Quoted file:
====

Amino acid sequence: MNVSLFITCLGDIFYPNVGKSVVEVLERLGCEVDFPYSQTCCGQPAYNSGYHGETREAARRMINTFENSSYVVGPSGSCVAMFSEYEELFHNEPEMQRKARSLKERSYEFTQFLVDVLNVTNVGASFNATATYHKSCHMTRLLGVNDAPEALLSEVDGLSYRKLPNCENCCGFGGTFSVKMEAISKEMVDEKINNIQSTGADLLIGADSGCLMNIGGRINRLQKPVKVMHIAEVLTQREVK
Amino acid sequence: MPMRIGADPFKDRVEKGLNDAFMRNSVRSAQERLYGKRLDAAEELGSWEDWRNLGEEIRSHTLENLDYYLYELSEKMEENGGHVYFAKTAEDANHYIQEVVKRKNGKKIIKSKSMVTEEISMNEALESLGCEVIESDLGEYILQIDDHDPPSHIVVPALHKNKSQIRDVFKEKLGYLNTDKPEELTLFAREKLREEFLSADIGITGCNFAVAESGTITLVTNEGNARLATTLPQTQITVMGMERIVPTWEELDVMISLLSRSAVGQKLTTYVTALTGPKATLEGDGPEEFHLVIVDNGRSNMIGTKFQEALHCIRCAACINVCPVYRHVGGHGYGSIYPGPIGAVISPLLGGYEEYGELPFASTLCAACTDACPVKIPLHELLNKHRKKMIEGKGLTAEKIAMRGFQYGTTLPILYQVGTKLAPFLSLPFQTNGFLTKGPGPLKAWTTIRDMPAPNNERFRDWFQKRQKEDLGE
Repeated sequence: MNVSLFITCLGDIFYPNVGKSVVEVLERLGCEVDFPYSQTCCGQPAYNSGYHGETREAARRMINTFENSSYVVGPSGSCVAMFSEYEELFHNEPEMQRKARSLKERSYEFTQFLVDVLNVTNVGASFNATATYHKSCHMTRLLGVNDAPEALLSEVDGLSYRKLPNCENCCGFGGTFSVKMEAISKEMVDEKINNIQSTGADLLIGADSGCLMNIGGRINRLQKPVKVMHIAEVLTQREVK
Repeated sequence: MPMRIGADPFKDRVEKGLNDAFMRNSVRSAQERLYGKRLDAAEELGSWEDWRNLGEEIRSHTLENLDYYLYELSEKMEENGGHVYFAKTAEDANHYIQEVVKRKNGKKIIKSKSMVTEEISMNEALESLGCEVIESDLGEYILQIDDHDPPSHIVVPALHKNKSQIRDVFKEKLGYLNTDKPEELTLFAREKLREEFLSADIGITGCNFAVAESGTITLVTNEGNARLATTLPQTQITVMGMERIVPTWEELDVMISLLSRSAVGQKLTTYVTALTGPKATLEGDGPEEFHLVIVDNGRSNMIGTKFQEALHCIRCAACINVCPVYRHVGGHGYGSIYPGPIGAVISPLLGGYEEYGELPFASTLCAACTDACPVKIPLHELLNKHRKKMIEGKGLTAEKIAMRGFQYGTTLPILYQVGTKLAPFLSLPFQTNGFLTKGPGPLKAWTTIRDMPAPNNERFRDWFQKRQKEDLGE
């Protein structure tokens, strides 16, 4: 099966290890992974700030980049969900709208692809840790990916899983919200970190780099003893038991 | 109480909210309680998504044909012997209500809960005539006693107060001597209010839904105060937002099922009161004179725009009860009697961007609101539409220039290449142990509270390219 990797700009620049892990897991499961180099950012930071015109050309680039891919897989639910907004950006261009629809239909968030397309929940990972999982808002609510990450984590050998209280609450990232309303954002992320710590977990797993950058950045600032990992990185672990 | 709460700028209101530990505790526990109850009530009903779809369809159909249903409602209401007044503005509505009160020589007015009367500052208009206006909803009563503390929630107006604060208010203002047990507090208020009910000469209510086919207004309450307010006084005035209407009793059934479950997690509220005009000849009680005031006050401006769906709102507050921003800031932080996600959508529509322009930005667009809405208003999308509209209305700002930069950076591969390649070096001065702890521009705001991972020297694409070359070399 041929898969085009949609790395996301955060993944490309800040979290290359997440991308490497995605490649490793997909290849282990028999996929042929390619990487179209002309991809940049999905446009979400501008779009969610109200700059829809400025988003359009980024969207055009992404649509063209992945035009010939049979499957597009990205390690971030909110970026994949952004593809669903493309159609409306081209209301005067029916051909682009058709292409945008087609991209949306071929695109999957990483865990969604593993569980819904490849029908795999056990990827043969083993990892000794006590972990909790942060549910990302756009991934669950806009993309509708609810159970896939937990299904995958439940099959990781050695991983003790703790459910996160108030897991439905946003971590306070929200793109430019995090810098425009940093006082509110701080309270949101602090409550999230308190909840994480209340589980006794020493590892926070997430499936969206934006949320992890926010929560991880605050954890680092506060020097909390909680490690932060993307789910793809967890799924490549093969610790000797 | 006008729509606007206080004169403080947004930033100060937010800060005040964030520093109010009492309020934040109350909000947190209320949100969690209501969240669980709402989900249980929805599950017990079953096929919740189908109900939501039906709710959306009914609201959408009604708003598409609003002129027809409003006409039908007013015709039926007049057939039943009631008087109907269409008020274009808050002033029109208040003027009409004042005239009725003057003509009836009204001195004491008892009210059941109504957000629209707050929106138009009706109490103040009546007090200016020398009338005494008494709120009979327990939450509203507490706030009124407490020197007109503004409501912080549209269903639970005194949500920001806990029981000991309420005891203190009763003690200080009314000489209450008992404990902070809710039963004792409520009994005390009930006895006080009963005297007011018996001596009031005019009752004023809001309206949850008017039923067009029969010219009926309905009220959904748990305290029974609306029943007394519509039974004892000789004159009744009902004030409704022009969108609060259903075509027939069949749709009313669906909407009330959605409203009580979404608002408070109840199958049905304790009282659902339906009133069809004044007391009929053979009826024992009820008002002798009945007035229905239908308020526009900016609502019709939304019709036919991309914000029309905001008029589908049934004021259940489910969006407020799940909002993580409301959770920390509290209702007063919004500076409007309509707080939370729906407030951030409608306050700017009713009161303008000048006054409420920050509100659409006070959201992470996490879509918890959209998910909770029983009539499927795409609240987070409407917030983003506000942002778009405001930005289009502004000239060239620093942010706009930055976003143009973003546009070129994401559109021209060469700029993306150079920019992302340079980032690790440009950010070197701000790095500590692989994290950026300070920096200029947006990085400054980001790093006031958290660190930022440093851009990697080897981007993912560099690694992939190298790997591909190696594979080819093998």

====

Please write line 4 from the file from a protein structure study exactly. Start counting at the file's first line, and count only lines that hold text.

Repeated sequence: MPMRIGADPFKDRVEKGLNDAFMRNSVRSAQERLYGKRLDAAEELGSWEDWRNLGEEIRSHTLENLDYYLYELSEKMEENGGHVYFAKTAEDANHYIQEVVKRKNGKKIIKSKSMVTEEISMNEALESLGCEVIESDLGEYILQIDDHDPPSHIVVPALHKNKSQIRDVFKEKLGYLNTDKPEELTLFAREKLREEFLSADIGITGCNFAVAESGTITLVTNEGNARLATTLPQTQITVMGMERIVPTWEELDVMISLLSRSAVGQKLTTYVTALTGPKATLEGDGPEEFHLVIVDNGRSNMIGTKFQEALHCIRCAACINVCPVYRHVGGHGYGSIYPGPIGAVISPLLGGYEEYGELPFASTLCAACTDACPVKIPLHELLNKHRKKMIEGKGLTAEKIAMRGFQYGTTLPILYQVGTKLAPFLSLPFQTNGFLTKGPGPLKAWTTIRDMPAPNNERFRDWFQKRQKEDLGE